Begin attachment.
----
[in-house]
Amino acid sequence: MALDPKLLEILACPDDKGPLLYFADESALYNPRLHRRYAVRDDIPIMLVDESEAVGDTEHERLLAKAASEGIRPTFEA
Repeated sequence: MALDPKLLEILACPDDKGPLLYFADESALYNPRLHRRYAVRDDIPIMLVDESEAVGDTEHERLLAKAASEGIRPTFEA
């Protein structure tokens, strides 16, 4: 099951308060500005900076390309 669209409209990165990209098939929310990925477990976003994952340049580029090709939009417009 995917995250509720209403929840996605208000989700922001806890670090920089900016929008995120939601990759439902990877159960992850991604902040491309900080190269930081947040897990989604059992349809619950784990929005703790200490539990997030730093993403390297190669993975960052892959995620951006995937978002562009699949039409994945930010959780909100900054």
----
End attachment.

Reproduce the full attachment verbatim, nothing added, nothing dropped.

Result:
[in-house]
Amino acid sequence: MALDPKLLEILACPDDKGPLLYFADESALYNPRLHRRYAVRDDIPIMLVDESEAVGDTEHERLLAKAASEGIRPTFEA
Repeated sequence: MALDPKLLEILACPDDKGPLLYFADESALYNPRLHRRYAVRDDIPIMLVDESEAVGDTEHERLLAKAASEGIRPTFEA
């Protein structure tokens, strides 16, 4: 099951308060500005900076390309 669209409209990165990209098939929310990925477990976003994952340049580029090709939009417009 995917995250509720209403929840996605208000989700922001806890670090920089900016929008995120939601990759439902990877159960992850991604902040491309900080190269930081947040897990989604059992349809619950784990929005703790200490539990997030730093993403390297190669993975960052892959995620951006995937978002562009699949039409994945930010959780909100900054």